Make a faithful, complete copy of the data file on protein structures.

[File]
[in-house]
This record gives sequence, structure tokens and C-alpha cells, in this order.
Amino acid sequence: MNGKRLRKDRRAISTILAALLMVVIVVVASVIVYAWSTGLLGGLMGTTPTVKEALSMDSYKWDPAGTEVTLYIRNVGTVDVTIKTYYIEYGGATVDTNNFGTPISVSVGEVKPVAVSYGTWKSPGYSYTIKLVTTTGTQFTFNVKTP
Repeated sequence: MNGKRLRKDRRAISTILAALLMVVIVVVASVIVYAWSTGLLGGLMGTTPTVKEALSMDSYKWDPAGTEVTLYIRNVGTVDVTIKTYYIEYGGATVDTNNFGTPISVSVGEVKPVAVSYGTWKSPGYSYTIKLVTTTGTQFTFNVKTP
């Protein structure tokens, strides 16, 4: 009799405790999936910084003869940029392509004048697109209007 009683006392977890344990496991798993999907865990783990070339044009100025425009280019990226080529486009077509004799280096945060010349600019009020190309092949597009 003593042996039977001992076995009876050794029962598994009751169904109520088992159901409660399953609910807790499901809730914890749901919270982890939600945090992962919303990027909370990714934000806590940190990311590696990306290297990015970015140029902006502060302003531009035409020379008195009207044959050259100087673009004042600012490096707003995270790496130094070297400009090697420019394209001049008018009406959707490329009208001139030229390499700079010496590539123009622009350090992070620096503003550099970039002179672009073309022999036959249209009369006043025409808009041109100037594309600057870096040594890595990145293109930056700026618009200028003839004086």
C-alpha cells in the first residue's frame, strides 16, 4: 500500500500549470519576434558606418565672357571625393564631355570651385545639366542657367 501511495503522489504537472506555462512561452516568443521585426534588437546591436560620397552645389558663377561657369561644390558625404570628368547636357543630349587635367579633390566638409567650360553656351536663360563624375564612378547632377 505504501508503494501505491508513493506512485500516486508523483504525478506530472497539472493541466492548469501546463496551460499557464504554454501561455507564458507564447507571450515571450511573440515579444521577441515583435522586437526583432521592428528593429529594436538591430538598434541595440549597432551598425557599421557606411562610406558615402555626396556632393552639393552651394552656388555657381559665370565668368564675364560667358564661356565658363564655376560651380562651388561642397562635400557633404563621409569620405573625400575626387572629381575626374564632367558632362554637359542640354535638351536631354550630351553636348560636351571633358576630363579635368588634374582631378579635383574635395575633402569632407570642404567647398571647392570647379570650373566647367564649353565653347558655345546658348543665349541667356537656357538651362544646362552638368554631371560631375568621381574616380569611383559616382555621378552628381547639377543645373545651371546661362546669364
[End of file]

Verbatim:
[in-house]
This record gives sequence, structure tokens and C-alpha cells, in this order.
Amino acid sequence: MNGKRLRKDRRAISTILAALLMVVIVVVASVIVYAWSTGLLGGLMGTTPTVKEALSMDSYKWDPAGTEVTLYIRNVGTVDVTIKTYYIEYGGATVDTNNFGTPISVSVGEVKPVAVSYGTWKSPGYSYTIKLVTTTGTQFTFNVKTP
Repeated sequence: MNGKRLRKDRRAISTILAALLMVVIVVVASVIVYAWSTGLLGGLMGTTPTVKEALSMDSYKWDPAGTEVTLYIRNVGTVDVTIKTYYIEYGGATVDTNNFGTPISVSVGEVKPVAVSYGTWKSPGYSYTIKLVTTTGTQFTFNVKTP
């Protein structure tokens, strides 16, 4: 009799405790999936910084003869940029392509004048697109209007 009683006392977890344990496991798993999907865990783990070339044009100025425009280019990226080529486009077509004799280096945060010349600019009020190309092949597009 003593042996039977001992076995009876050794029962598994009751169904109520088992159901409660399953609910807790499901809730914890749901919270982890939600945090992962919303990027909370990714934000806590940190990311590696990306290297990015970015140029902006502060302003531009035409020379008195009207044959050259100087673009004042600012490096707003995270790496130094070297400009090697420019394209001049008018009406959707490329009208001139030229390499700079010496590539123009622009350090992070620096503003550099970039002179672009073309022999036959249209009369006043025409808009041109100037594309600057870096040594890595990145293109930056700026618009200028003839004086």
C-alpha cells in the first residue's frame, strides 16, 4: 500500500500549470519576434558606418565672357571625393564631355570651385545639366542657367 501511495503522489504537472506555462512561452516568443521585426534588437546591436560620397552645389558663377561657369561644390558625404570628368547636357543630349587635367579633390566638409567650360553656351536663360563624375564612378547632377 505504501508503494501505491508513493506512485500516486508523483504525478506530472497539472493541466492548469501546463496551460499557464504554454501561455507564458507564447507571450515571450511573440515579444521577441515583435522586437526583432521592428528593429529594436538591430538598434541595440549597432551598425557599421557606411562610406558615402555626396556632393552639393552651394552656388555657381559665370565668368564675364560667358564661356565658363564655376560651380562651388561642397562635400557633404563621409569620405573625400575626387572629381575626374564632367558632362554637359542640354535638351536631354550630351553636348560636351571633358576630363579635368588634374582631378579635383574635395575633402569632407570642404567647398571647392570647379570650373566647367564649353565653347558655345546658348543665349541667356537656357538651362544646362552638368554631371560631375568621381574616380569611383559616382555621378552628381547639377543645373545651371546661362546669364